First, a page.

There is one major thing that perturbed me all the way through, and that was the argument for a correct conception of authorship in the ancient world as less individual and more authority or scribal representation of particular values. In the first case an individual figure might be the authority behind a textual tradition written by scribes. In the latter case, anonymity is the rule of thumb. But I don't see how this is consistent with his discussion of pseudonymity and what he calls 'attributed authorship'. Pseudonymity is where the real writer claims the name of an authority figure in a written text to deceive the public into its reception. I agree with van der Toorn here against other scholars who explain away pseudonymity as an ancient 'literary convention', obviously to extenuate the use of a pseudonym, which today looks very much like fraud and forgery. But alas, we try to look at the ancients too sympathetically as if they were sophisticated apes; they wouldn't ever intentionally mislead their audiences...they're too stupid, obviously, to think of something so sinister as pretending to be somebody else. In attributed authorship, editors/compilers repute a figure with the authorship of a text because they really believed the reputed figure wrote the text. (see 39) But the context indicates that this means the text was believed to have been written by the individual figure as opposed to the attribution being an editorial invoking of authority. This presupposes more than a 'scribal milieu' of common values or traditions or a figure standing behind the text in some way other than literal composition. And without a presupposition of individual authorship, in what sense could pseudonymity be fraudulent? That's what van der Toorn calls Deuteronomy, in agreement with Jeremiah's suspicion of Deuteronomy as van der Toorn so often reminds the reader. (see 35, 77, 87, 95, 143, 145, 222f., 225) Pseudonymity ends up looking identical to the invoking of an authority figure, belief in a tradition streaming from him, or a case of honorary authorship. (see 33f.) Therefore pseudonymity also presupposes a conception of authorship in antiquity along individual lines, especially considering that examples of this 'genre' record the individual experiences of the author in autobiographical form. (van der Toorn cites the standard edition of the Gilgamesh Epic and Daniel) Scribes writing this way knew the person they were attributing the text to had no such experiences.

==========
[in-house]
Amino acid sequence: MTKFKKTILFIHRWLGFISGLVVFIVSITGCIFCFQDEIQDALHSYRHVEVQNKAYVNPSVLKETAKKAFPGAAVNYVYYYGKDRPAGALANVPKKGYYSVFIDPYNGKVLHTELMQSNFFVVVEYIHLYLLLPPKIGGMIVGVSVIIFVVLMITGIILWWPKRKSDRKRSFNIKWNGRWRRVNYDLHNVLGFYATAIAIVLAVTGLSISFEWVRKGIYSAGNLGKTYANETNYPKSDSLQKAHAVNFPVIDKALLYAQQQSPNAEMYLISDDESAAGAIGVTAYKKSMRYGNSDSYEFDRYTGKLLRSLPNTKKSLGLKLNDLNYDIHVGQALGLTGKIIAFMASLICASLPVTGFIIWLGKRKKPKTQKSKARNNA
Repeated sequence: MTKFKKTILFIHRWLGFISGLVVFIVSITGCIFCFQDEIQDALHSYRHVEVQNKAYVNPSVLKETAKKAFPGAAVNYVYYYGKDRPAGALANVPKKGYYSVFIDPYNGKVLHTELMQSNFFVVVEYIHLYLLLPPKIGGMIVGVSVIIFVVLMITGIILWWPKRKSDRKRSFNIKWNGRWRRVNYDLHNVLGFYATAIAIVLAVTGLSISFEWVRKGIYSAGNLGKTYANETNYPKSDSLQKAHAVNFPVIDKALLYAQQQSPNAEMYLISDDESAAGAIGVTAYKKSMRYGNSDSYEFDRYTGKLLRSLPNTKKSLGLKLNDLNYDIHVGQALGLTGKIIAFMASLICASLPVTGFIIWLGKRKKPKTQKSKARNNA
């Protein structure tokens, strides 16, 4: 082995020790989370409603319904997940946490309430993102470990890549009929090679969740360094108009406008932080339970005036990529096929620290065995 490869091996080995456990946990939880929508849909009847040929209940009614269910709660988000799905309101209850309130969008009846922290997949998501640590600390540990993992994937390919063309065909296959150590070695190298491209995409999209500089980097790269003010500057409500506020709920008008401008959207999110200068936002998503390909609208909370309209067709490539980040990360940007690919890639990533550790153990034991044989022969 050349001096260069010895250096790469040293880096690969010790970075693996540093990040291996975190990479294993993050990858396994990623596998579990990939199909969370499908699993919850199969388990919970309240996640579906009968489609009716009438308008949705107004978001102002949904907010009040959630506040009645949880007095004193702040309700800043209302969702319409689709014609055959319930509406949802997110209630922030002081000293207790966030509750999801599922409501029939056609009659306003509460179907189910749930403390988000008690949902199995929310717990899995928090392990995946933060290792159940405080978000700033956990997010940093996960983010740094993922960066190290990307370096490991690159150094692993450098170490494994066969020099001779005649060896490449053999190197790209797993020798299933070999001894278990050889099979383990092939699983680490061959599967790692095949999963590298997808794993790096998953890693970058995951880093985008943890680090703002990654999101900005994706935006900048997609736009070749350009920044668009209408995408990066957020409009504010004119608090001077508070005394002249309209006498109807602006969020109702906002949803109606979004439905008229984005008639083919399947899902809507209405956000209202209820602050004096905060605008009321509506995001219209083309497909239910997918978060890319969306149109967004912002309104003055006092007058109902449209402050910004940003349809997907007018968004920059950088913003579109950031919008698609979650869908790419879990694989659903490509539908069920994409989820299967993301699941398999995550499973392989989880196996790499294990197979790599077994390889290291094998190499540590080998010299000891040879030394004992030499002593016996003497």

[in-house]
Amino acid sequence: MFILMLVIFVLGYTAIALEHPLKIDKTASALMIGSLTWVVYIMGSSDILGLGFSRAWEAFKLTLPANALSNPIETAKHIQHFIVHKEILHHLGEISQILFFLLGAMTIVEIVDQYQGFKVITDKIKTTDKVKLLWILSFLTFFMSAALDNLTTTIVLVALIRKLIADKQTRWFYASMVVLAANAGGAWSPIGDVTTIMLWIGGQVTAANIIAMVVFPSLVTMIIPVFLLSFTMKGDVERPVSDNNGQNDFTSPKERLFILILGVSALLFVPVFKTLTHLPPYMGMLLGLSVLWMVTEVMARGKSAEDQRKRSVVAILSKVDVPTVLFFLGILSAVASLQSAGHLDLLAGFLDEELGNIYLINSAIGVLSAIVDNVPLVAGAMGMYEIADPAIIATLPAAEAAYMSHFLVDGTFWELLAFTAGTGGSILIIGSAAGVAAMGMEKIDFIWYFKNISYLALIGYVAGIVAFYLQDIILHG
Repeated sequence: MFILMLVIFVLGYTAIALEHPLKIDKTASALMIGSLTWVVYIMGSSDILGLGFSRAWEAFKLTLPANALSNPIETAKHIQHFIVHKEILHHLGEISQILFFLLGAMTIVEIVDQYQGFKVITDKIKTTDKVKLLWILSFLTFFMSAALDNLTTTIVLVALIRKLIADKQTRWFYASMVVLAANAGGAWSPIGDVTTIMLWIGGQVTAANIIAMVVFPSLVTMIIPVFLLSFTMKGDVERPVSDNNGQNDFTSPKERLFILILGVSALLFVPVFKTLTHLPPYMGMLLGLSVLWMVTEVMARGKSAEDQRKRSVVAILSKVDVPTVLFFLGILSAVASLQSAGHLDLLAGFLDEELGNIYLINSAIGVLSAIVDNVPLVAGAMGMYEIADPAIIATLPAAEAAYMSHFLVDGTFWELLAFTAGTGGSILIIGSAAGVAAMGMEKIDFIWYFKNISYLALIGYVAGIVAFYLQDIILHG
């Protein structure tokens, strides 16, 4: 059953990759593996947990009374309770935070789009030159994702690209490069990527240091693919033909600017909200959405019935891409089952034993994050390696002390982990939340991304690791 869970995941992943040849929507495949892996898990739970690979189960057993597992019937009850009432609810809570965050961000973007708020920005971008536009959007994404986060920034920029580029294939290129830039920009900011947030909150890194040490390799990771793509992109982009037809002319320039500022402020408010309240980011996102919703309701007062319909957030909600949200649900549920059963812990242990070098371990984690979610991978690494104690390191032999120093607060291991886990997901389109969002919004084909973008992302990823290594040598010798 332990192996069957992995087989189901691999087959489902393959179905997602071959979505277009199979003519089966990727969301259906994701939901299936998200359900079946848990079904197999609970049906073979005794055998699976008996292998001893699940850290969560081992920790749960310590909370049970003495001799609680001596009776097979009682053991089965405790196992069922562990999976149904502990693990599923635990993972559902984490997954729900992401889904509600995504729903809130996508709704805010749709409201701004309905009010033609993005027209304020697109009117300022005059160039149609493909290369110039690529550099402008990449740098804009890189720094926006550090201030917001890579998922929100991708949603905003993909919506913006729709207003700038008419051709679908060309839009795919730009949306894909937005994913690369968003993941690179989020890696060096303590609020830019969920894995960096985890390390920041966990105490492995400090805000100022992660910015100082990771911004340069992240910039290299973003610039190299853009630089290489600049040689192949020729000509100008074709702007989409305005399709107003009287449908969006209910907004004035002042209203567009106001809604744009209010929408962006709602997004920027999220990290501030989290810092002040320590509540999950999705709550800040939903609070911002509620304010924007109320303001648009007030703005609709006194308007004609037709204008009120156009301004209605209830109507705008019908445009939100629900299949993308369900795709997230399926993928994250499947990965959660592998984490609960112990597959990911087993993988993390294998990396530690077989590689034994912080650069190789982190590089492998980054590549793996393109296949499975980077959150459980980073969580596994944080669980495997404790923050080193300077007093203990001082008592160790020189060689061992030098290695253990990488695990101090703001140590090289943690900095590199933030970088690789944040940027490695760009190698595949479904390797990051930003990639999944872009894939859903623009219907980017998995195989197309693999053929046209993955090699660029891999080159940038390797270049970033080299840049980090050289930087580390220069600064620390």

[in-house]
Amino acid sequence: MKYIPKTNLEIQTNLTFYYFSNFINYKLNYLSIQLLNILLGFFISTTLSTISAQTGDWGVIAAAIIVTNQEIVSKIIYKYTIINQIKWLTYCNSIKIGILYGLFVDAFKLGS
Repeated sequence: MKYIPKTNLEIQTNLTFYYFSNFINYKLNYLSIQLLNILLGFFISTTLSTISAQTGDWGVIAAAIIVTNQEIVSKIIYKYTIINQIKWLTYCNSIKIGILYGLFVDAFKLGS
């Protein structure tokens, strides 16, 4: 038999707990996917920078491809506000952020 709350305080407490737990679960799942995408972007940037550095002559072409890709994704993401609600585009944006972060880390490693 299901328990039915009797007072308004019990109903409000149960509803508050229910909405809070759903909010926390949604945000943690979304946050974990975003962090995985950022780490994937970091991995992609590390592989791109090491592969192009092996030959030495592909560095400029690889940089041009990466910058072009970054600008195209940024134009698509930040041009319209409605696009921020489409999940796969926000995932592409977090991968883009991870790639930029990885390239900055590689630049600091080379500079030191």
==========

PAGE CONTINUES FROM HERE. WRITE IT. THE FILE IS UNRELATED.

Other than this, this book is jam-packed with data and authoritative.
You young scholars at our great universities of the world must purchase and read this book more than once. I am 63 years old, so I am jealous that I did not have such a work of scholarship at my disposal when I was a young scholar in my teens and early twenties! It has taken me a lifetime reading my various ancient texts in their original languages to absord the intuitions that Karel displays with such alarming simplicity. His prose is immaculate, cogent, authoritative and clean. Not only is he a great scholar of Oriental and Classical scholarship, he is a humane, brilliant teacher.
His analysis of Deuteronomy and Jeremiah requires careful reading and re-reading. His mature discussions of redaction criticism stimulates the human mind to better appreciate our Biblical books free of the vulgar superstitions and dogmatic suppositions of our ignorant evangelical age.
You will appreciate how books were actually streams of traditions organized by a jealous priesthood guarding its tutelary gods or *God under the auspices of a Temple bureaucracy; and how presumed "authors" were really a series and successive groups of collective scribes preserving a specialized set of texts---legal, administrative, military, palace dossier and religious texts.
It is inexcusable not to buy this actual book! One does not want a kindle version. This book must be smelt, touched and fondled! It must be read multiple times!! Furthermore, it will enhance your insight into the behind-the-scenes activities that produced for us this great book we all call the Bible!!! The foundation of our western culture.